Atonement (2001) by Ian McEwan

AtonementAtonement by Ian McEwan

My rating: 5 of 5 stars

Ian McEwan, British author

Ian McEwan, British author (Photo credit: Wikipedia)

 

 

Atonement (2001) by Ian McEwan is by far the best book I’ve read this year (2013). There is a fluid ease to the language and to the events that unfold in the first half of the book that it is so unlike any book I have ever encountered. Gabriel Garcia Marquez and a few of his books might come close.

In the first 175 pages of the book, McEwan transports the reader into the remarkable events of one single summer’s day in 1935 that might otherwise be ordinary but by section’s end turn horrifically and extraordinarily into a life-shaping event, as if Shakespeare’s pen graced the edges of the story.

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Here are what three reviewers said about Atonement, and I certainly agree with their assessments.

”Resplendent…Graceful…Magisterial…Gloriously realized.” – The Boston Globe

”A work of astonishing depth and humanity…It is rare for a critic to feel justified in using the word ‘masterpiece,’ but [Atonement] really deserves to be called one.” – The Economist

”In the seriousness of its intentions and the dazzle of its language, Atonement made me starry-eyed all over again on behalf of literature’s humanizing possibilities.” – Daphne Merkin, Los Angeles Times

Sadly, there aren’t enough books being published in today’s market like this one.

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As for Atonement, let’s take a look into Part I of the 351-page novel.

Briony Tallis, Cecilia Tallis, and Robbie Turner are the three primary characters that McEwan closely follows through the events of the day, from morning to the next morning. Briony, a snobbish girl of thirteen, is shocked to discover the adult world in its sexual explicitness when she witnesses Robbie, a hired hand, and her sister, Cee, by the fountain and later that evening in the library.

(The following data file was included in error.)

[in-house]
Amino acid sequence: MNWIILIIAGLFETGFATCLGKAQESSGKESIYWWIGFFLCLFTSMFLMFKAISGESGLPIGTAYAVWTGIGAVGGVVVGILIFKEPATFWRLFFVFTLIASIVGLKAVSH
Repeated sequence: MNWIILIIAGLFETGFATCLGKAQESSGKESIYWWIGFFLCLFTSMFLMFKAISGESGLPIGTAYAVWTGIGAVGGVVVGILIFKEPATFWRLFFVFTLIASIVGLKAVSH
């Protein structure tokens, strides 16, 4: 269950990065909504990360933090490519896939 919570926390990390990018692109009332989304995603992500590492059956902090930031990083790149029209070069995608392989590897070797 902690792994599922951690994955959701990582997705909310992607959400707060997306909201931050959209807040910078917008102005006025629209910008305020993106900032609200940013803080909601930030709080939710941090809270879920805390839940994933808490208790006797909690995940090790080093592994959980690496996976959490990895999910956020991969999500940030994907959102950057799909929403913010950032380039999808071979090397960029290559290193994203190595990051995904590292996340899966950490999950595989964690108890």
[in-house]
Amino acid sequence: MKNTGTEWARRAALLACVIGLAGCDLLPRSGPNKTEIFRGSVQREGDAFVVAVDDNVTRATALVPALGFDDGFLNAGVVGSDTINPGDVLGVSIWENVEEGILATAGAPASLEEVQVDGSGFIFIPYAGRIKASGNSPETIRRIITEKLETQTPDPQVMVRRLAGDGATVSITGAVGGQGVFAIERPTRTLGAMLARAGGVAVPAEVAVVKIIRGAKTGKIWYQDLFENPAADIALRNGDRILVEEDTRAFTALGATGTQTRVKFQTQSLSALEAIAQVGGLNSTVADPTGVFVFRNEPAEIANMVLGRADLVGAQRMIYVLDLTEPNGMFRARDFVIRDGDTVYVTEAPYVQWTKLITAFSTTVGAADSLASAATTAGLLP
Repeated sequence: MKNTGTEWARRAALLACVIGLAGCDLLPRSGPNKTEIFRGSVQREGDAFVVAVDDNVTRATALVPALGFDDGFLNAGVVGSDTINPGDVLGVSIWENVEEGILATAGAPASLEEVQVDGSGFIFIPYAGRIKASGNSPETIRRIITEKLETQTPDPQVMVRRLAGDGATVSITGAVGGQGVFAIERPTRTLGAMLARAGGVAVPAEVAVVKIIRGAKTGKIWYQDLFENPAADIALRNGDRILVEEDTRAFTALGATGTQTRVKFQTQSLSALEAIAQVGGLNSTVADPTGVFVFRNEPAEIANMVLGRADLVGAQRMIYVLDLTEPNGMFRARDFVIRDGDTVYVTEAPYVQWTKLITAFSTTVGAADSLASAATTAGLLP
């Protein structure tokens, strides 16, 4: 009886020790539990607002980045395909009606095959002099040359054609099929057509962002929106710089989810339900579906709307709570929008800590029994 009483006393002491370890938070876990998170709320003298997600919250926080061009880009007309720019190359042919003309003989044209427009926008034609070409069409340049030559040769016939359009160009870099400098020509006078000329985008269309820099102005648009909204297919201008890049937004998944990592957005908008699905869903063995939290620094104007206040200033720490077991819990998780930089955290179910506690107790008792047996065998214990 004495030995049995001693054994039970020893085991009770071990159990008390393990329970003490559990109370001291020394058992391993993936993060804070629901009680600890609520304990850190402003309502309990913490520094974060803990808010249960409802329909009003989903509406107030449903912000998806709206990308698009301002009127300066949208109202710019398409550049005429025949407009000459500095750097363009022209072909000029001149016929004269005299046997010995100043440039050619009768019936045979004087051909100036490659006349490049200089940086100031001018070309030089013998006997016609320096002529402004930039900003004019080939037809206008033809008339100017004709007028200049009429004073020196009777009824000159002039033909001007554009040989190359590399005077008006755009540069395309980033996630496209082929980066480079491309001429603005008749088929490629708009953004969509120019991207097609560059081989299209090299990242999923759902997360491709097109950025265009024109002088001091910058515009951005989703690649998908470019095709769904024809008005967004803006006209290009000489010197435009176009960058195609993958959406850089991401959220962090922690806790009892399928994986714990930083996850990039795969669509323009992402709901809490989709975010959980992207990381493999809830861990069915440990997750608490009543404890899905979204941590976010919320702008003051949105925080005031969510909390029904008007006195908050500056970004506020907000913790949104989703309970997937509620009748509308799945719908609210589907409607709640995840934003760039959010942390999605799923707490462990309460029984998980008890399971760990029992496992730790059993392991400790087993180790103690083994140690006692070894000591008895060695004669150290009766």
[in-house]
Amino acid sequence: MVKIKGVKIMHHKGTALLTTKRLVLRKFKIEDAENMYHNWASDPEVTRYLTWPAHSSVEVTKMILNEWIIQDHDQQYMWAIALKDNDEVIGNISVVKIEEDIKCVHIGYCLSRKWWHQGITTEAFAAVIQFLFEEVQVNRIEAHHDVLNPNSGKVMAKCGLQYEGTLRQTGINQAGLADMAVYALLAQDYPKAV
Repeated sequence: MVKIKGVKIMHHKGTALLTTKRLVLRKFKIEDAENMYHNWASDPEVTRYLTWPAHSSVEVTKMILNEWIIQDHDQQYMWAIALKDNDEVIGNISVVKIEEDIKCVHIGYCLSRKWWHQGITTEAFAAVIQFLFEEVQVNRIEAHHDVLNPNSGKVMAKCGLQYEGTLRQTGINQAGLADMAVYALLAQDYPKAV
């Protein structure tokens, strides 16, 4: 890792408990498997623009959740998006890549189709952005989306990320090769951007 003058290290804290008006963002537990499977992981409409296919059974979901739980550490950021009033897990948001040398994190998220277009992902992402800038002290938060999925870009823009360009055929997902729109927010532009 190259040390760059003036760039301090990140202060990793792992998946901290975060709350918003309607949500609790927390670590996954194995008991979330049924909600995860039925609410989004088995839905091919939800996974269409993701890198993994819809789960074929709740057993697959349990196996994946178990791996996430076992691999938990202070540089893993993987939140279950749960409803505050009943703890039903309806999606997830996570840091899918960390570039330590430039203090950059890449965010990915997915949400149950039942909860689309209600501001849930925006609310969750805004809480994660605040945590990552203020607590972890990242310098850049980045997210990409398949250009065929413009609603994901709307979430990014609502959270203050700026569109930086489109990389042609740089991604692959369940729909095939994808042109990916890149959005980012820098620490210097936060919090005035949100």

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Briony is conflicted as she begins to see a larger, less childish world than her own past.

”If the answer was yes, then the world, the social world, was unbearably complicated, with two billion voices, and everyone’s thoughts striving in equal importance and everyone’s claim on life as intense, and everyone thinking they were unique, when no one was. One could drown in irrelevance” (p 34).

And a little later, Briony admits to herself, in a clear movement of foreshadowing her future mistake and regret:

”Briony had her first, weak intimation that for her now it could no longer be fairy-tale castles and princesses, but the strangeness of the here and now, of what passed between people, the ordinary people that she knew, and what power one could have over the other, and how easy it was to get everything wrong, completely wrong” (p 37).

{To be honest, I know a few people just like Briony who seem to get ”everything wrong, completely wrong”. But let’s leave these ‘judgers’ be. These people have their own walls and demons to overcome.}

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Briony sees her older sister strip and dive into the fountain for some unexplained reason. Briony believes she has just seen Robbie force Cee to shamefully reveal her body. In the library, Briony walks in on Robbie and Cee who are engaged in the throes of passion and sexual bliss. Again, Briony believes Robbie is a lunatic, a sexual deviant that seeks to debase her sister. Here is the beginning to that scene through Briony’s eyes: